How nice to feel that everything isn’t ultimately going to turn out to be hopeless bullshit!

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So where have I been this whole time, anyway?

Well, remember when I said that I felt like 2013 was going to be a better year for everybody?

I was wrong. So very wrong. There are no words that can adequately convey how wrong I was. Hi, my name is Wrongy McWrongerson — how do you do?

Seriously, this doesn’t feel like 2013 so much as 2012 Part Two. 2012, Revised Second Edition. The remix album. Whatever you want to call it. Quite frankly, I’ve been so busy wading through headache after heartache after headache after heartache that I haven’t had the capacity to even think about this blog, never mind post on it.

For instance, one of the biggest things I’ve dealt with this year has been the regrowth of those tumors that were surgically removed from my abdomen last year, this time on my uterus. Not even a month ago, I went under the knife again — another laparotomy, meaning another huge lateral incision in my abdomen to take the uterus out; not to mention the cells that had gathered on the surface of my colon and liver that had to be burned away (with FRICKIN’ LASER BEAMS!). And we haven’t even seen what the biopsies taken from what organs are left in there will reveal; that comes on September 3rd, when I go in for my post-op appointment. Thankfully, we were able to catch this problem before it got too out of hand — but still, it hasn’t been a walk in the park.

And to top it all off, I still haven’t managed to convince my doctors to put a stereo system in the great, big space where my reproductive system used to be. Dammit.

And that’s far from all. I could go on and on, really, but who wants to listen to me whine for a whole post? It’s far more productive, I think, to talk about the things I’ve been learning from all this; after all, there is no better teacher than pain. And because I’ve been experiencing a lot of pain, I’ve been learning more than I ever thought was possible to learn in such a short period of time. This is a good thing, right? Silver linings, and all that.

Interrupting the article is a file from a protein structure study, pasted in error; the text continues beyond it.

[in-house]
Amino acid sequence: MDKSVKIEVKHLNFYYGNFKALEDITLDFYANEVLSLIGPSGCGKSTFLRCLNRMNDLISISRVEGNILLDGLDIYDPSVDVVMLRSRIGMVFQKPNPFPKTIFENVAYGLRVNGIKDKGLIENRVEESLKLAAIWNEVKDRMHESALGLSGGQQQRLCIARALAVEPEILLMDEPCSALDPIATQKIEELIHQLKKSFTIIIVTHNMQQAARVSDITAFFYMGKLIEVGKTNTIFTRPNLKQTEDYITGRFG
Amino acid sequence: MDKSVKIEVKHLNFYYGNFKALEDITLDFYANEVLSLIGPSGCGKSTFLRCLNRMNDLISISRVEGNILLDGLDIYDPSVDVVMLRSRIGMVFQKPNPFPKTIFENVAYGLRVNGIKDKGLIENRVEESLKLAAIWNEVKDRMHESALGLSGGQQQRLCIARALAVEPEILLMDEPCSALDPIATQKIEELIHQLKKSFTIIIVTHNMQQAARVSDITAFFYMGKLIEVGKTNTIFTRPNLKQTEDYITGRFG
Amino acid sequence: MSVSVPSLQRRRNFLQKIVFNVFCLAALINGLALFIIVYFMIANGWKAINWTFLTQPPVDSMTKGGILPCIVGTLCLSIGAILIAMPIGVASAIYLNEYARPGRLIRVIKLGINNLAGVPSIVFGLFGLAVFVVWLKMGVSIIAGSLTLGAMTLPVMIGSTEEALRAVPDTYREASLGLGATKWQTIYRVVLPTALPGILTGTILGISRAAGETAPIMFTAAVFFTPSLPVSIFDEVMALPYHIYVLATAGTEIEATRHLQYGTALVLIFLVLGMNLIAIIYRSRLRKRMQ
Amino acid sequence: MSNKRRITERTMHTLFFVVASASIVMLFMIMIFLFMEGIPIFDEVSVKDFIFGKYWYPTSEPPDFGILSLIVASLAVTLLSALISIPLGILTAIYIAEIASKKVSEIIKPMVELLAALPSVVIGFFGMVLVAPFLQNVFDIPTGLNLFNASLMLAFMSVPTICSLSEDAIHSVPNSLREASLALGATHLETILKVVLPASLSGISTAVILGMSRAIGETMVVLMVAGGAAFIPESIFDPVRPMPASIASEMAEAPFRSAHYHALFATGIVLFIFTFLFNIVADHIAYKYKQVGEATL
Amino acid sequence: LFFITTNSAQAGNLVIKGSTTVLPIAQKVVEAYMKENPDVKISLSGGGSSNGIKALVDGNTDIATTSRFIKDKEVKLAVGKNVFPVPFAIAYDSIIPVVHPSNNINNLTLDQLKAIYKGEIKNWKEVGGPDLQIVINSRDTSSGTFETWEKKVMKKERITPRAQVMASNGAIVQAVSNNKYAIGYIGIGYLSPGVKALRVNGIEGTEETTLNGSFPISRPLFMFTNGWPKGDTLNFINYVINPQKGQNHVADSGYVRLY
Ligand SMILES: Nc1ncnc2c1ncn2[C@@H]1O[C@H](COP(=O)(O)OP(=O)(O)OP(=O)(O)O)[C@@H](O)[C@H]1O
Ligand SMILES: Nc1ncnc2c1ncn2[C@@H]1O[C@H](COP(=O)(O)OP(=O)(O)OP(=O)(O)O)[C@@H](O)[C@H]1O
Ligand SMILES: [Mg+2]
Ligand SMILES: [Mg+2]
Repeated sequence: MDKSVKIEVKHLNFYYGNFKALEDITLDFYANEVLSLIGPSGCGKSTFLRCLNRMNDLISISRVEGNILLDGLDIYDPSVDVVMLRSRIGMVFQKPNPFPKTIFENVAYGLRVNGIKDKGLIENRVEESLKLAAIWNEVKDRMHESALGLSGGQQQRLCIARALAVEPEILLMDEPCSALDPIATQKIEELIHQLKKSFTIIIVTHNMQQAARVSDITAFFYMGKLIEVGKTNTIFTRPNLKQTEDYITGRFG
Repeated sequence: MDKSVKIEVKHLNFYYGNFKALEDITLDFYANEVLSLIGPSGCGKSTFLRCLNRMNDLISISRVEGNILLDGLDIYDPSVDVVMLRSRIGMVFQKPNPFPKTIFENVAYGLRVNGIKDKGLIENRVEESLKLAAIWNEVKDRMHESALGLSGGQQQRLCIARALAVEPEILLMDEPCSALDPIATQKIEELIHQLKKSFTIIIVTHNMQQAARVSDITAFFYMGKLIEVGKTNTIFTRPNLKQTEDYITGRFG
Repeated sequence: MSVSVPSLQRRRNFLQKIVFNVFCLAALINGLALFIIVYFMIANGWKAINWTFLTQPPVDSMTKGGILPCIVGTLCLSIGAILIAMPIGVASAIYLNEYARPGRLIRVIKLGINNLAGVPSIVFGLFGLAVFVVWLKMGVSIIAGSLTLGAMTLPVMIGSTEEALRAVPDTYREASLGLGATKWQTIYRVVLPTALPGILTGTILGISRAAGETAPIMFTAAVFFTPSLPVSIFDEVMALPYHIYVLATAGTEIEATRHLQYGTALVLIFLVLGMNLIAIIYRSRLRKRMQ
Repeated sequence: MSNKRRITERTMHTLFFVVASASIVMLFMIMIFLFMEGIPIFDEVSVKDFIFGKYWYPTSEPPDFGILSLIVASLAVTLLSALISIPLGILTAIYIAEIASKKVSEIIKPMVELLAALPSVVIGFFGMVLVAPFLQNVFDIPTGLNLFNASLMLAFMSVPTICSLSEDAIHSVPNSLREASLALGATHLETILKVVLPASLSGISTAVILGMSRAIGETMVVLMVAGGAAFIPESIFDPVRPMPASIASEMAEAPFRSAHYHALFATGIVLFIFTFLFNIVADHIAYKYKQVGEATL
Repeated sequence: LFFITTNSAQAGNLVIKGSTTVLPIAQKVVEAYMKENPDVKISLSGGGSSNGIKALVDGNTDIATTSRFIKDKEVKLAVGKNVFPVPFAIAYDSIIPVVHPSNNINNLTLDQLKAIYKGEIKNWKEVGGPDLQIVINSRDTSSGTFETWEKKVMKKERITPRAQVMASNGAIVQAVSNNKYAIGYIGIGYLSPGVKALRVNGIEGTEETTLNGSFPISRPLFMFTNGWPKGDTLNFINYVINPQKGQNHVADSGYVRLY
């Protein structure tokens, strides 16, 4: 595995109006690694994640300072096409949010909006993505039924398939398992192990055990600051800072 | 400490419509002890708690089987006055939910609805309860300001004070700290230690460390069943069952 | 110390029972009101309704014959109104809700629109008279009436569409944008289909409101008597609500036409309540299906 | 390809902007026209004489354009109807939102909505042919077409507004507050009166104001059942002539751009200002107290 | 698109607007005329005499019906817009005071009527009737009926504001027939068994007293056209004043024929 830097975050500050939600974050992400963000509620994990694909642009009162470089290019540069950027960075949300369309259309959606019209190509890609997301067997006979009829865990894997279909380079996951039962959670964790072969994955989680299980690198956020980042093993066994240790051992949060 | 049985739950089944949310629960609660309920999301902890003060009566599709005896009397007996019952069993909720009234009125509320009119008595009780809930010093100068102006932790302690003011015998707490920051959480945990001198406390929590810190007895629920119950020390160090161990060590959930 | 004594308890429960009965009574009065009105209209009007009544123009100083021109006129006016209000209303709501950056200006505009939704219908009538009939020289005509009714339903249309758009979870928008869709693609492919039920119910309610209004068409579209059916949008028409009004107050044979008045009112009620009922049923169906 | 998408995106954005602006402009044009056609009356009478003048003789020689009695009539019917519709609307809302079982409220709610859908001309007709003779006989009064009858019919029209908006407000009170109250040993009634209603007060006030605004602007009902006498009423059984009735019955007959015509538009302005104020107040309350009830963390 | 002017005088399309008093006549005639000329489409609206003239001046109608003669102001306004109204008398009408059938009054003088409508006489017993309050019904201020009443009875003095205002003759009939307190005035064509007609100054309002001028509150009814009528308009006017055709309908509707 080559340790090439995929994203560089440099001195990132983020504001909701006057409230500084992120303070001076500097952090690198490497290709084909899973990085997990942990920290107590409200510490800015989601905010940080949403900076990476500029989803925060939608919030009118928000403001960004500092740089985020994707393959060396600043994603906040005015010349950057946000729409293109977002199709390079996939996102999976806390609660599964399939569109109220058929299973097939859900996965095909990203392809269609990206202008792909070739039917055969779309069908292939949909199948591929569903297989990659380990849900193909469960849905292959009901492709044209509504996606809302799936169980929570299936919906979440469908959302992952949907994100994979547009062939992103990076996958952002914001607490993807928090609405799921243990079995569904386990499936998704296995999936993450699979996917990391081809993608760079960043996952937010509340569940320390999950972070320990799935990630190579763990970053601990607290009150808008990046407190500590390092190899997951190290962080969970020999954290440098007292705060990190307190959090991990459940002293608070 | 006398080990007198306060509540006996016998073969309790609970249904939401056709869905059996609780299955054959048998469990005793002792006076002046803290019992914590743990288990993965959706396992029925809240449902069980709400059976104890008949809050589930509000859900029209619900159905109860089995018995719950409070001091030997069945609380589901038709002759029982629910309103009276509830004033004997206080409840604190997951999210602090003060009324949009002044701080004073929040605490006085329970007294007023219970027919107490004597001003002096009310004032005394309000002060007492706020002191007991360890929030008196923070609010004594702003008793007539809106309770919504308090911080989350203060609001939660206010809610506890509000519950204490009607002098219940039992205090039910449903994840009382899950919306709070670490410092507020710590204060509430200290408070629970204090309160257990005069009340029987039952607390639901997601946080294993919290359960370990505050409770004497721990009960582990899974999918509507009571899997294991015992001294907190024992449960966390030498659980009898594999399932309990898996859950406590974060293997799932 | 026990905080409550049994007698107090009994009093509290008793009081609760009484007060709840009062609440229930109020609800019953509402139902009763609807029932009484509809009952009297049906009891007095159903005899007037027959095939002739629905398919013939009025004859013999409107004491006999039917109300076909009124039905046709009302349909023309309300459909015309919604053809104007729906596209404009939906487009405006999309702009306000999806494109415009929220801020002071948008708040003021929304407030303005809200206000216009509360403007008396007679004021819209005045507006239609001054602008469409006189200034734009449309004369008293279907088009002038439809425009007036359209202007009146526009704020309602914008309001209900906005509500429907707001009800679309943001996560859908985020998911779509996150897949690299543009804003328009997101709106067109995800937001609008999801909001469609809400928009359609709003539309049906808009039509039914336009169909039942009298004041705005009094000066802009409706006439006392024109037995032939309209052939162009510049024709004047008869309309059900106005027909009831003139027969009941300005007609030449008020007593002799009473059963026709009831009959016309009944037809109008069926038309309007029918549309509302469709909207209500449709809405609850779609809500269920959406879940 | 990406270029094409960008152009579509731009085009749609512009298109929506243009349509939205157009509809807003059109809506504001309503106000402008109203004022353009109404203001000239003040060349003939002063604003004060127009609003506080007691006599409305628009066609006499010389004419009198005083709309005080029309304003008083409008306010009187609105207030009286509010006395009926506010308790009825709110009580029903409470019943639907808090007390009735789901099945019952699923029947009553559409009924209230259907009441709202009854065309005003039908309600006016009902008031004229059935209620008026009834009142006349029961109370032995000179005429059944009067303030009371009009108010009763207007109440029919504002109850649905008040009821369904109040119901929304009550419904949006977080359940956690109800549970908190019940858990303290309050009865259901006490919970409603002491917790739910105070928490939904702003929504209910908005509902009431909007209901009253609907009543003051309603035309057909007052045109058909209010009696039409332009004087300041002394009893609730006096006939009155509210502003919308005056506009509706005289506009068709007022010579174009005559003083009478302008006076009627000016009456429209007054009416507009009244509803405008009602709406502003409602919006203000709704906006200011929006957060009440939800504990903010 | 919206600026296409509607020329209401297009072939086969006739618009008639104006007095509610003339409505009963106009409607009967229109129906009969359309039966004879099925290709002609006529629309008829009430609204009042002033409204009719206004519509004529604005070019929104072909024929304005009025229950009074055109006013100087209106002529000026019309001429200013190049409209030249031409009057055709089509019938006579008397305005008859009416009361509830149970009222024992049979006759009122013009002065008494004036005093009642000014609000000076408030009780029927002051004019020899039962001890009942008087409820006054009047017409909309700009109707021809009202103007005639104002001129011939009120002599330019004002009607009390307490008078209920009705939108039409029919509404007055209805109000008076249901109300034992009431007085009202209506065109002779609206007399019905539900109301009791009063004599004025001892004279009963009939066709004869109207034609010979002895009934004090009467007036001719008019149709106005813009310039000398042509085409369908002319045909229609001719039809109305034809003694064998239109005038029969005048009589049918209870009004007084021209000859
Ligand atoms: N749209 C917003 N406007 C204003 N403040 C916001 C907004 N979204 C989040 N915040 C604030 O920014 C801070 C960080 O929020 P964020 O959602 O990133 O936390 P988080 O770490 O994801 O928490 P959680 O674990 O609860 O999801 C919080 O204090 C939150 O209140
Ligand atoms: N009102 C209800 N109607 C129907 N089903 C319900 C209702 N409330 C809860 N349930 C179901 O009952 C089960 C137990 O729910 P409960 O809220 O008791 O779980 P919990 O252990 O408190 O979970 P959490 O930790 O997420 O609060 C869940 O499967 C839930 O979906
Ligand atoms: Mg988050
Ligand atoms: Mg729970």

So, the lessons I’ve learned or had reinforced, in no particular order:

– There’s nothing like a serious medical crisis to show you who really gives a damn about you.

– At the same time, just because someone is there for you in a crisis, be it medical or of another kind, doesn’t necessarily mean they have your best interests at heart. People who are fond of playing chess with human pawns will latch onto you really hard in times of struggle, if you let them. So will leeches.

– I’m lucky to have the unconditional love and support of my family — that is to say my blood relations. A lot of people don’t have the kind of built-in support system that I do; many people’s relationships with their family are too toxic to be relied upon. This isn’t to say that my family doesn’t have their share of problems — they do, and some serious ones, even — but I know that they have my back when the shit hits the fan. And for this, I am grateful.

– You don’t have to put up with situations in which you have to take what little respect and care you can get. If someone is taking you for granted, and they aren’t your underage child, you can and should walk away.

– How much money you make doesn’t matter nearly as much as how you manage your money.

– You cannot pour from an empty cup, no matter how much or how long you try. In order to give, you have to take — or receive (and yes, there’s a difference) — some things to replenish yourself. You will burn out otherwise; it’s a question of when, not if.

– If someone doesn’t want to get better or have a better life, your love will never be enough to help them, no matter how great it is. No matter what they may say to the contrary, there is no code to crack, no secret password that will allow you into the places where others couldn’t go, no blunt object strong enough to force those walls down. They’re either going to want something better for themselves enough to let you help them or not, and that’s a choice only they can make. And no matter what they ultimately choose, it does not constitute success or failure on your part; in fact, you have almost nothing to do with that. If they try to tell you otherwise, they don’t understand how love and support actually work.

– You can say you want things all you want. You can want those things on a purely intellectual level all you want. But unless you also want it deep down, where it really matters, you don’t actually want it very much at all. If there’s always an excuse for why you’re not doing the things you say you want to do, week after week, month after month, year after year . . . it’s time to get real with yourself about what your priorities really are. If you say you want help and support, but there’s always some reason to push away the help and support that’s offered you, it’s time to get real with yourself about whether you actually want it. Your priorities are what they are, and what makes you happy is what makes you happy — and those things are okay, no matter what they are. Be honest about it, though, and save yourself and those around you who are invested in your happiness the heartache of seeing what you only think you want be perpetually unrealized.

– If you don’t have your own house in order, how the hell can you be a safe harbor for those you love?

– “Give credit; accept blame” — provided you don’t take it to an unhealthy extreme — isn’t a bad rule by which to live.